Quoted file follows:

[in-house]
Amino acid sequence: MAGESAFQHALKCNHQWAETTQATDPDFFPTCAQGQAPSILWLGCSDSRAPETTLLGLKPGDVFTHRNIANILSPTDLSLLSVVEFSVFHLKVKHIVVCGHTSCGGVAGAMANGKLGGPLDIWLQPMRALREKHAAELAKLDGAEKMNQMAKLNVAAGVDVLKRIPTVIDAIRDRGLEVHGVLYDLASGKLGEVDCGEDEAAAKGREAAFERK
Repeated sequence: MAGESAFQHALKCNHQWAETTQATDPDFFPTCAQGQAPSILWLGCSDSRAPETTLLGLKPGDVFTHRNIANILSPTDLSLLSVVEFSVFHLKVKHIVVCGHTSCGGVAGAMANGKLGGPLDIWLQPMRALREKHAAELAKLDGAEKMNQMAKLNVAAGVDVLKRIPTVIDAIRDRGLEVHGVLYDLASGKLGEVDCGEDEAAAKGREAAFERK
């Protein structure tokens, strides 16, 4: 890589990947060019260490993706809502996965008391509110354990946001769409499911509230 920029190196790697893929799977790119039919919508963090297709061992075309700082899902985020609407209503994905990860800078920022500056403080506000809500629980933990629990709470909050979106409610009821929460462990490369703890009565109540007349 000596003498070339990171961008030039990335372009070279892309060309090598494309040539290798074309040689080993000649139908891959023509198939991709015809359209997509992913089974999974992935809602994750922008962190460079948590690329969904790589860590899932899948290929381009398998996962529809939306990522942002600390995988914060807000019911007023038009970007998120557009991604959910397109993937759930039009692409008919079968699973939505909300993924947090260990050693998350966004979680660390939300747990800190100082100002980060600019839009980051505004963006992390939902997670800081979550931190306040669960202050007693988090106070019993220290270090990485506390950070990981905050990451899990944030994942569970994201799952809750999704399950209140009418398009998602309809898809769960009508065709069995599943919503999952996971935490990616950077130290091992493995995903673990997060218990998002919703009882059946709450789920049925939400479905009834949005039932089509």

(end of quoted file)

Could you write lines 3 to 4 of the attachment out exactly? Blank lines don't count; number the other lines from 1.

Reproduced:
Repeated sequence: MAGESAFQHALKCNHQWAETTQATDPDFFPTCAQGQAPSILWLGCSDSRAPETTLLGLKPGDVFTHRNIANILSPTDLSLLSVVEFSVFHLKVKHIVVCGHTSCGGVAGAMANGKLGGPLDIWLQPMRALREKHAAELAKLDGAEKMNQMAKLNVAAGVDVLKRIPTVIDAIRDRGLEVHGVLYDLASGKLGEVDCGEDEAAAKGREAAFERK
């Protein structure tokens, strides 16, 4: 890589990947060019260490993706809502996965008391509110354990946001769409499911509230 920029190196790697893929799977790119039919919508963090297709061992075309700082899902985020609407209503994905990860800078920022500056403080506000809500629980933990629990709470909050979106409610009821929460462990490369703890009565109540007349 000596003498070339990171961008030039990335372009070279892309060309090598494309040539290798074309040689080993000649139908891959023509198939991709015809359209997509992913089974999974992935809602994750922008962190460079948590690329969904790589860590899932899948290929381009398998996962529809939306990522942002600390995988914060807000019911007023038009970007998120557009991604959910397109993937759930039009692409008919079968699973939505909300993924947090260990050693998350966004979680660390939300747990800190100082100002980060600019839009980051505004963006992390939902997670800081979550931190306040669960202050007693988090106070019993220290270090990485506390950070990981905050990451899990944030994942569970994201799952809750999704399950209140009418398009998602309809898809769960009508065709069995599943919503999952996971935490990616950077130290091992493995995903673990997060218990998002919703009882059946709450789920049925939400479905009834949005039932089509």